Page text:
Blockchain Bites: CFTC split over OoKi Dao matter, Does the SEC regulate all of Ethereum now?, Markets down, energy up @TOKEN2049


Authors: Michael Bacina, Steven Pettigrove, Jordan Markezic

Service: Blockchain | FinTech
Sector: Financial Services | IT & Telecommunications

Michael Bacina, Steven Pettigrove and Jordan Markezic of the Piper Alderman Blockchain Group bring you the latest legal, regulatory and project updates in Blockchain and Digital Law.

CFTC split over OoKi DAO and placing liability on DAO members

Last week, the Commodity Futures Trading Commission (CFTC) simultaneously filed and settled charges against bZeroX LLC as well as its founders Tom Bean and Kyle Kistner for illegally offering leveraged and margined retail commodity transactions in digital assets – activities only registered futures commission merchants can perform in the US, as well as for various other breaches of the US Bank Secrecy Act. The CFTC also filed a federal civil enforcement action in the US District Court for the Northern District of California against Ooki DAO, as bZeroX’s successor.

The CFTC reached a US$250,000 settlement with the architects of the Ooki DAO for operating as an unregistered derivatives exchange, and at the same time labelled DAOs unincorporated, for-profit associations in the filing, alleging that members of the DAO were personally liable for the debts of the DAO. It’s important to note that this kind of settlement does not create binding legal precedent for future cases, but is often interpreted by the market in deciding how they will behave. It represents an American model of ‘regulation by enforcement’.

In the civil enforcement action, the CFTC continues to seek restitution, disgorgement, civil monetary penalties, trading and registration bans as well as injunctions against further regulatory violations. CFTC Chairman Rostin Benham said of the action:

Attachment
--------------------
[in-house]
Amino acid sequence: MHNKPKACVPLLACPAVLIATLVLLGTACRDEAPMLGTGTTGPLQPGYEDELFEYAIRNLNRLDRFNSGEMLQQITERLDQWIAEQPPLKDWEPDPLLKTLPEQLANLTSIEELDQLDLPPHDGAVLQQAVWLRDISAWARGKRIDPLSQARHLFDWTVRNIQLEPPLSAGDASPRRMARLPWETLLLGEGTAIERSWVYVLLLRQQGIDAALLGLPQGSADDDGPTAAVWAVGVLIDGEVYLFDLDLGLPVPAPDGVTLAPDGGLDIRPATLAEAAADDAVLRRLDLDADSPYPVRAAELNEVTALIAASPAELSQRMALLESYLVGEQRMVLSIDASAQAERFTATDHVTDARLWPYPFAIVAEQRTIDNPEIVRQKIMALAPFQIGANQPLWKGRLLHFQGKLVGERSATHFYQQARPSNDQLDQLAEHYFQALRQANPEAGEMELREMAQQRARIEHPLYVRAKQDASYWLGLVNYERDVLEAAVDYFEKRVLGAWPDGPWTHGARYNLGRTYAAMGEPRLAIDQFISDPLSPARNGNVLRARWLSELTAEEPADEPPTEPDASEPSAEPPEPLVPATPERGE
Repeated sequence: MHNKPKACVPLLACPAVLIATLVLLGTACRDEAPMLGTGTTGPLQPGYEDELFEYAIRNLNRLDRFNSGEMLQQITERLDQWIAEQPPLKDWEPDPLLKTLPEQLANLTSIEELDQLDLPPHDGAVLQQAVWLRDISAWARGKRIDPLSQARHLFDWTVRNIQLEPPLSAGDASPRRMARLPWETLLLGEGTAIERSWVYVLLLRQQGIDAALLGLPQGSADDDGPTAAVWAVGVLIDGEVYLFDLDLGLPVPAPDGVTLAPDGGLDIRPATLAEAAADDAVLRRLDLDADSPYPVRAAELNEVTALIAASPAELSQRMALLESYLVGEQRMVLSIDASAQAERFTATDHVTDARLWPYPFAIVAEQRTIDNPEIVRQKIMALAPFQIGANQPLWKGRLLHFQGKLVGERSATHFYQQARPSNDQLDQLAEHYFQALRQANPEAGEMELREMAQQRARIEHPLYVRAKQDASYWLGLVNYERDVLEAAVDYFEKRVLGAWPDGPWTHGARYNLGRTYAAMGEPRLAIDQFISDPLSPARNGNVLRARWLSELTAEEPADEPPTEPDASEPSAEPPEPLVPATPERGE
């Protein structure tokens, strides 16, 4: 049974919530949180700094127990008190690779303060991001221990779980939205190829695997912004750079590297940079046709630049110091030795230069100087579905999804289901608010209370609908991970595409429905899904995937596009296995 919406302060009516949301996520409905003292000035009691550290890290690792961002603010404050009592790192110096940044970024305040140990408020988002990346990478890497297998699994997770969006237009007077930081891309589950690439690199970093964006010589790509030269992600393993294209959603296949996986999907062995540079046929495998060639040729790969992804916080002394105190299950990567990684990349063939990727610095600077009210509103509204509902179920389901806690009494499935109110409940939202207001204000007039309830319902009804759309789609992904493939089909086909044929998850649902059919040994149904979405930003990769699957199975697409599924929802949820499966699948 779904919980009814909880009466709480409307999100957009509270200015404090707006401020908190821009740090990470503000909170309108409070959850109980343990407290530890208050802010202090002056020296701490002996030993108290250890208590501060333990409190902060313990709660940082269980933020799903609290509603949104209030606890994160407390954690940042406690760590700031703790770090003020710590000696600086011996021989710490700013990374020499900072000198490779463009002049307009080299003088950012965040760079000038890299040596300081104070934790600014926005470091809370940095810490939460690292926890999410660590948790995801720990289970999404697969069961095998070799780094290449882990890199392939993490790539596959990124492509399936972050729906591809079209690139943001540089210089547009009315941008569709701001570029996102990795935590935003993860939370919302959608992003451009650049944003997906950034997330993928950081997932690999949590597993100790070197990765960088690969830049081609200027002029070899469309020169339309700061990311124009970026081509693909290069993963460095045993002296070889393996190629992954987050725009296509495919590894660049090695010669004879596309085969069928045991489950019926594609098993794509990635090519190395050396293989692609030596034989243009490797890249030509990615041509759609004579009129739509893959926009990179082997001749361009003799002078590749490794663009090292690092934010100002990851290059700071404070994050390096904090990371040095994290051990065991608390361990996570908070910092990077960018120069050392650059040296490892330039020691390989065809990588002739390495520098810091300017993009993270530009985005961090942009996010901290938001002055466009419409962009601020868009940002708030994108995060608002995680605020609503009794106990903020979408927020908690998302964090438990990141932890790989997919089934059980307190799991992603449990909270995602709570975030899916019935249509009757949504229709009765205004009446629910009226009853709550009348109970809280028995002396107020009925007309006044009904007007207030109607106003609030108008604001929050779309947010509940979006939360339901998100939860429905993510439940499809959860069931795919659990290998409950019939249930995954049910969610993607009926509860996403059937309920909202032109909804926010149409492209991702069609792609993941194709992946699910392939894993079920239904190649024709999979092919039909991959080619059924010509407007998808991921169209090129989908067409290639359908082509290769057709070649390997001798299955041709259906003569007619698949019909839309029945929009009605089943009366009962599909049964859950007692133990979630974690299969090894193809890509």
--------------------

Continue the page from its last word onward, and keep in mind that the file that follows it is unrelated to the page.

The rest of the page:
Today’s actions demonstrate the CFTC’s commitment to aggressively pursuing individuals and their operations who purposefully seek to evade regulatory oversight at the expense of retail customers… I commend our dedicated enforcement team for pursuing this scheme which touches on many areas of concern regarding this growing market.

CFTC Commissioner Mersinger provided a scathing statement in dissent:

While I do not condone individuals or entities blatantly violating the CEA or our rules, we cannot arbitrarily decide who is accountable for those violations based on an unsupported legal theory amounting to regulation by enforcement while federal and state policy is developing. For these reasons, I am respectfully dissenting in this matter.

Commissioner Mersinger expressed his approval of the settlement order against bZeroX LLC, noting that there was nothing new or unusual or those charges and that the prosecution did not need to go so far as labeling all the token holders of the DAO as liable in doing so. The main point of Commissioner Mersinger’s dissent arose out of the CFTC’s classification of the Ooki DAO, which was interpreted as making token holders who voted on governance proposals liable for the debts of the DAO.